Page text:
A Dilemma: Black Women and Their Relationship With the Justice System

October 23, 2020, by Shaniya Longino, Contributing Writer. 1 Comment

On Jul. 13, 2020 rapper Megan Thee Stallion was seen limping out of her car, leaving a trail of blood under her feet after police officers ordered her to exit the vehicle. While we would later find out that the singer was shot by Tory Lanez, another rapper and passenger in the car, Megan initially […]

Consumption vs. Conservation When Buying Used Clothes

October 23, 2020, by Katie Livingston, Opinion Editor. Leave a Comment

This weekend at Goodwill I browsed the racks while every few minutes an overly cheery voice clicked on, distorted through the old speaker, and narrated the story of Goodwill’s beginnings. The wealthy donated their busted clothes to the poor, the voice said, who were taught to mend them and, in exchange for their labor, were […]

Does Wesleyan Care About Your Mental Health?

October 22, 2020, by Ben Togut, Contributing Writer. Leave a Comment

Two weeks ago, The University announced that instead of a traditional spring break we will only have two days off in March. While I understand the logic behind this decision, I find it incredibly hypocritical given how much the University appears to care about the mental health of its students. Over the past few weeks, I have received […]

Wesleyan’s Sustainability Response to COVID is (Unsorted) Trash

October 16, 2020, by Hannah Berman, Mia Risher, Staff Writer, Contributing Writer. 1 Comment

One unintended result of our return to campus during the coronavirus era has been a massive increase in the waste that we as a community produce. Some of this new waste, of course, is necessary for our safety—the protective equipment involved in testing, for example, or the cleaning equipment used to sanitize our common spaces—but […]

Put Down Your Computer and Shop at Local Businesses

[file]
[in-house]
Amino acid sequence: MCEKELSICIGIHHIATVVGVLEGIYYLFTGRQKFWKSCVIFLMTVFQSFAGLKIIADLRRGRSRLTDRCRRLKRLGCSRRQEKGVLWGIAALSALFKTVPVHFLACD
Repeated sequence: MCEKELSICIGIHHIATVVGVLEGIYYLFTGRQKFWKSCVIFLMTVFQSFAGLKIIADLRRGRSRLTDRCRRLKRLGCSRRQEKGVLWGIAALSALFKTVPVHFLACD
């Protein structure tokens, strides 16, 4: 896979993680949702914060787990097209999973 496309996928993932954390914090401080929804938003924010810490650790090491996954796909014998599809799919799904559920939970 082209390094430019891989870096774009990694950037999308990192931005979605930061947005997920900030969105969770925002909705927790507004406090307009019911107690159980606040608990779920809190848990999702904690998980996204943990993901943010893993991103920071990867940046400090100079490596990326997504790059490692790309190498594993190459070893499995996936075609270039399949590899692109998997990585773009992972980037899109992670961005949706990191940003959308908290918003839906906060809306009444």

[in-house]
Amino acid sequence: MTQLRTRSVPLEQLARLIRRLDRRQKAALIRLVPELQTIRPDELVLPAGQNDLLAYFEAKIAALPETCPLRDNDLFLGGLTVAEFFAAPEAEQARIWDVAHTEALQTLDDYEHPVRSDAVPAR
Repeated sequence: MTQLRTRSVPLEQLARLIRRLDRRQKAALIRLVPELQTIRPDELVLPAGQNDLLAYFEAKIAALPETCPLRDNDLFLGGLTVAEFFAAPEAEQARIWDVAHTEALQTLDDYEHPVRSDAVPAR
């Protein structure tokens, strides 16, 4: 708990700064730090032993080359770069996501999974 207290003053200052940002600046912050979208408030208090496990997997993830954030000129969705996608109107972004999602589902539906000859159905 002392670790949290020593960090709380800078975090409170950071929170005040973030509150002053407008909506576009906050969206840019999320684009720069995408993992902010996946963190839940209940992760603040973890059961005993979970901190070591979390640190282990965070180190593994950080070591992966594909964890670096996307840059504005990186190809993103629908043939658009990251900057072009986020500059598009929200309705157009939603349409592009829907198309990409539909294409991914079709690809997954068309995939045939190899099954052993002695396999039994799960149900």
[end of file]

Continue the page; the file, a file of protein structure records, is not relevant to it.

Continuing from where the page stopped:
October 8, 2020, by Zoe Genden, Staff Writer. Leave a Comment

If you needed proof that online shopping has skyrocketed during the pandemic, you only need to look so far as the notoriously long lines that have gathered outside of WesStation. This rise in online retail is understandable. The combination of the spike in COVID-19 cases, numerous stores going bankrupt and selling their brick and mortar locations, […]

Saying Goodbye Through A Mask

October 8, 2020, by Kalli Jackson, Contributing Writer. Leave a Comment

“I’m being punked.” “What?” “I’m being punked. I’m on that prank show. This is not a hospital, this is a hotel room.” My father’s cancer had progressed to his brain by the time he, too weak to sit up by himself in bed, had said this to his nurse at Hackensack Hospital. The series of […]

In Defense of Online Education After COVID-19

October 6, 2020, by Katie Livingston, Opinion Editor. Leave a Comment

The first time I stepped foot onto Wesleyan’s campus the grass was impossibly green. I could take my shoes off, walk on it without stepping in a goat head burr. The buildings were too large, beautifully large. I couldn’t see the skyline, clear and flat, through all of them. I got lost on the streets […]

Amy Coney Barrett: Ultraconservative Mentally Unhinged Girl Boss

October 6, 2020, by Ben Togut, Contributing Writer. 2 Comments

Amy Coney Barrett, Trump’s Supreme Court nominee, wants you to know that she is so not Aunt Lydia from “The Handmaid’s Tale.” Even though she is deeply involved with People of Praise, a group of zealous and not at all terrifying Christians that at one point legitimately called women “handmaids” and demanded they submit to […]

College Rankings Are Here To Stay

September 24, 2020, by Zoe Genden, Contributing Writer. 2 Comments

There are few things more American than rankings. As a country that prides itself on our competitive culture, we are obsessed with winners and losers. We rank everything from restaurants to TV shows to sports, but nothing seems to get ambitious Americans more excited than school rankings. From public to private, kindergarten to graduate school, […]

The Death of the Weekend

September 18, 2020, by Zoe Genden, Contributing Writer. Leave a Comment

This past Friday and Saturday, I experienced the death of the weekend firsthand. The news hit me fast and hard: the realization that there are no more $6 screenings at “Metro Movies,” no more hanging out in friends’ dorm rooms, no more eating out in crowded restaurants along Main Street, no more student-run theater shows where […]

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